The loss of a loved one in a preventable accident is heartbreaking. It is a tragedy that no family should be forced to endure. A wrongful death lawsuit is a type of legal claim that allows a family to seek justice, accountability, and financial support to help them get through a difficult time.
In New York, you may be required to open up the probate process before you and your family can proceed with a wrongful death claim. Here, our New York wrongful death lawyers explain the most important things that you should know about probate and wrongful death suits.
New York Law: A ‘Personal Representative’ Must File the Wrongful Death Claim
Wrongful death lawsuits are governed at the state level. Each state has its own wrongful death statute. Although there are some important similarities between the states, there are also plenty of key differences. Unlike many other jurisdictions, New York only allows a ‘personal representative’ of the estate to file a wrongful death action.
Under New York State law (New York Estate Powers and Trusts Law § 5-4.1), “the personal representative, duly appointed in this state or any other jurisdiction, of a decedent who is survived by distributees may maintain an action to recover damages for a wrongful act.”
In effect, this means that the immediate family members of the victim—the spouse, parents, adult children, etc.—can not file a civil wrongful death lawsuit directly. Instead, the personal representative initiates legal action on behalf of the surviving family members.
Wrongful Deaths Claims and Probate in New York.
New York’s unique wrongful death laws combine some aspects of probate law and personal injury law. New York’s Estates, Powers, and Trusts laws govern wrongful death actions. As such, it is important that surviving family members have a basic understanding of the relevant statutes and probate process.
The New York State Bar Association (NYSBA) explains that probate is a court-supervised process through which a deceased person’s estate is resolved. When someone passes away with a will, the validity of the document is confirmed in probate and their assets are distributed accordingly. When someone passes away without a will, their remaining property/assets are distributed based on New York’s intestacy laws.
Probate is the Process By Which a Personal Representative is Confirmed
In New York, only a personal representative of the estate of the victim can bring a wrongful death lawsuit. That personal representative will be appointed (and confirmed by the court) during probate. In practical terms, this means that you have to open up the probate process so that a personal representative can be appointed before pursuing a legal claim on behalf of the surviving family members. If you have any specific questions about opening probate and filing a wrongful death claim, the experienced New York wrongful death lawyers at Powers & Santola, LLP are available to help.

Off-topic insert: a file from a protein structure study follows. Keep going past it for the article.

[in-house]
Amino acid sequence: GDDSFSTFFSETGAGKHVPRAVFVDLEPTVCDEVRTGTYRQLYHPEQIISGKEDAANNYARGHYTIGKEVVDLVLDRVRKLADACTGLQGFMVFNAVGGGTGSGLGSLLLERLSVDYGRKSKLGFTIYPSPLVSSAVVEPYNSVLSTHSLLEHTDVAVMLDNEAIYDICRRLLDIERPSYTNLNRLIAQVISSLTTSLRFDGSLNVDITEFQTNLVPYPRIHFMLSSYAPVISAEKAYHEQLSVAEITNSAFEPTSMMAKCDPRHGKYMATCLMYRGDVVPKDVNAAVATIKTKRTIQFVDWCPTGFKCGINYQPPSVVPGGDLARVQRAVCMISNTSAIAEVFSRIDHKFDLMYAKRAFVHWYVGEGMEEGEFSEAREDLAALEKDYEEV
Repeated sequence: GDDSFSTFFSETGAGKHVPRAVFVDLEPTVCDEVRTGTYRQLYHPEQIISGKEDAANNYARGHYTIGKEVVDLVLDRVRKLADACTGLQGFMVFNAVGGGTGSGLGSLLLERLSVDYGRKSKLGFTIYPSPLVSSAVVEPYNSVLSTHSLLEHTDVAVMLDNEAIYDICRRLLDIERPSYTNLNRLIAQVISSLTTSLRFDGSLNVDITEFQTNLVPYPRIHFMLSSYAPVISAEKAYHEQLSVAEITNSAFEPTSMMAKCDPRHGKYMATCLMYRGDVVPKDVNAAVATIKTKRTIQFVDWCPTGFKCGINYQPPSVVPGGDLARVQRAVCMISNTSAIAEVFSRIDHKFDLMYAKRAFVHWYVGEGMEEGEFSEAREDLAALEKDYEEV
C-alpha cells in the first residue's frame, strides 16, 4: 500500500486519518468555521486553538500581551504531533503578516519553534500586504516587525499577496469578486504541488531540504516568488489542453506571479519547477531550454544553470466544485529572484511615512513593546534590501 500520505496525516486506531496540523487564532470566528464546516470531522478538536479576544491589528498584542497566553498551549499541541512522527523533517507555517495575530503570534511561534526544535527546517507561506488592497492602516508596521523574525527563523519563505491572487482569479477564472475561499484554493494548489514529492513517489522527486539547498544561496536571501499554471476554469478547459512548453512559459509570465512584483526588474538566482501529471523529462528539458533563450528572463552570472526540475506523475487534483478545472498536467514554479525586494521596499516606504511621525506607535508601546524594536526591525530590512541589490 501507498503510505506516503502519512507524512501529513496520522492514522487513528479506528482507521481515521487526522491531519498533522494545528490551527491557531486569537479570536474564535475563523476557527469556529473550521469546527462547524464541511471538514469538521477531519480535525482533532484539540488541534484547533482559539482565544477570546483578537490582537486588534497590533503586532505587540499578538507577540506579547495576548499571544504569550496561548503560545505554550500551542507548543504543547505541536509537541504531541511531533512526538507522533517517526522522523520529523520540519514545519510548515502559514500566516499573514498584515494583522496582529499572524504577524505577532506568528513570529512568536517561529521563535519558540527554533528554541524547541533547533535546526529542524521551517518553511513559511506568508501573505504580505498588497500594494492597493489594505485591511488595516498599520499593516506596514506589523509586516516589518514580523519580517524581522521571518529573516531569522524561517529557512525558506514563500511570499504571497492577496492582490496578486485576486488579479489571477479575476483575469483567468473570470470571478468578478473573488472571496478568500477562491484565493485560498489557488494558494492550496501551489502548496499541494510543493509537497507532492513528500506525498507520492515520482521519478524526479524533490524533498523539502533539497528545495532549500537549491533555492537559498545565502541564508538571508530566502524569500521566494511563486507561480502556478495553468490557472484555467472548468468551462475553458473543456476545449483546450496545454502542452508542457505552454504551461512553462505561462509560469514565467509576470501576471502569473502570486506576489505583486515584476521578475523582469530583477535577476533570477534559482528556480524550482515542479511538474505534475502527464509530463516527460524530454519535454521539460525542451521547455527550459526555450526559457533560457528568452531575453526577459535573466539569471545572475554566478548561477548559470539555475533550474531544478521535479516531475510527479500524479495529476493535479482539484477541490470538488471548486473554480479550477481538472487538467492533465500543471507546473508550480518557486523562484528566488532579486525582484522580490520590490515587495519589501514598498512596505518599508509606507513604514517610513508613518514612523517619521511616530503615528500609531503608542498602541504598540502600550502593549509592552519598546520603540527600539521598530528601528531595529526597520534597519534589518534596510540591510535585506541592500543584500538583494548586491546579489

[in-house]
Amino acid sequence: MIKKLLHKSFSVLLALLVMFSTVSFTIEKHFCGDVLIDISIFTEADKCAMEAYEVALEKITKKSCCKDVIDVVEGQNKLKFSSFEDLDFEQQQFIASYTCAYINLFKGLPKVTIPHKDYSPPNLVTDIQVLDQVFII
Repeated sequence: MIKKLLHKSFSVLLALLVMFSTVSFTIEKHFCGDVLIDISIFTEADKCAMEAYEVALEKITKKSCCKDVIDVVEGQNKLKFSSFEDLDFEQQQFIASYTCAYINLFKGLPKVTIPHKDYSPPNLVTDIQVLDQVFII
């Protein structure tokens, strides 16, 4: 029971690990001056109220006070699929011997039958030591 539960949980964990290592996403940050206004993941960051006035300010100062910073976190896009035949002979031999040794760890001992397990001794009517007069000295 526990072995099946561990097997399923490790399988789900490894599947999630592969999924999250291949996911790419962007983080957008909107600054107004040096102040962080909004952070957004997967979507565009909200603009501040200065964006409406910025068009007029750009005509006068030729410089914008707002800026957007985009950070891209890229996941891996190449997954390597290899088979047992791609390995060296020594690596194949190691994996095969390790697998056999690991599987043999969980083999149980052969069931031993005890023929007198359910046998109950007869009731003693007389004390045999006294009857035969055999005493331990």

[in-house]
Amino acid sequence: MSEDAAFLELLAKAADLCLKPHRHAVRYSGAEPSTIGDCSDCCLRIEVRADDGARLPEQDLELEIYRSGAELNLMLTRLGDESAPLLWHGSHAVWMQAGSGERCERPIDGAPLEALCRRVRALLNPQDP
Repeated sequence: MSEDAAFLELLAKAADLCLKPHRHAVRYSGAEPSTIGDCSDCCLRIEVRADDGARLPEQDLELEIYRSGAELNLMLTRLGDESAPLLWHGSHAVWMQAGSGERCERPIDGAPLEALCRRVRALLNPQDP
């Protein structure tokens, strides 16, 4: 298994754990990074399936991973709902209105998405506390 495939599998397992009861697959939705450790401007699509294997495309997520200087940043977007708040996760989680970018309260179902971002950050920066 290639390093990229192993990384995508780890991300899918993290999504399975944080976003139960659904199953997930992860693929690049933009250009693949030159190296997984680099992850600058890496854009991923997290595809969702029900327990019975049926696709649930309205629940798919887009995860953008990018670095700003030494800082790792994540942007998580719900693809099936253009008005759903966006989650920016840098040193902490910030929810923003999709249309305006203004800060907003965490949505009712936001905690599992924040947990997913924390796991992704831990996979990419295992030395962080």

The Executor of the Will is Typically the Personal Representative
A personal representative is the trusted party who is responsible for managing/handling the financial affairs of the deceased person. Among other things, this includes filing any wrongful death action. If an executor was named in the will, they typically serve as the personal representative. However, if no executor was named or the decedent lacked a will, then a New York court must appoint a personal representative.
Often, the personal representative is a surviving spouse or another close family member. When no representative is named in a will, courts tend to appoint a capable and qualified next-of-kin as the personal representative to handle such duties. However, you can name any individual in your will to serve as your personal representative if you believe that they are best suited to carry out the responsibilities of administering your estate.
Contact Our New York Wrongful Death Attorneys for Help
At Powers & Santola, LLP, our New York wrongful death lawyers are compassionate, trustworthy advocates for families. If you have any questions about opening the probate process before proceeding with a wrongful death suit, we are more than ready to help. To set up your free, no-commitment case evaluation, please call us or send us a message directly online.
With law offices in Albany, Rochester, and Syracuse, we represent families in civil wrongful death lawsuits throughout all of Upstate New York, including Saratoga County, Schenectady County. Rensselaer County, Ulster County, Columbia County, and Greene County.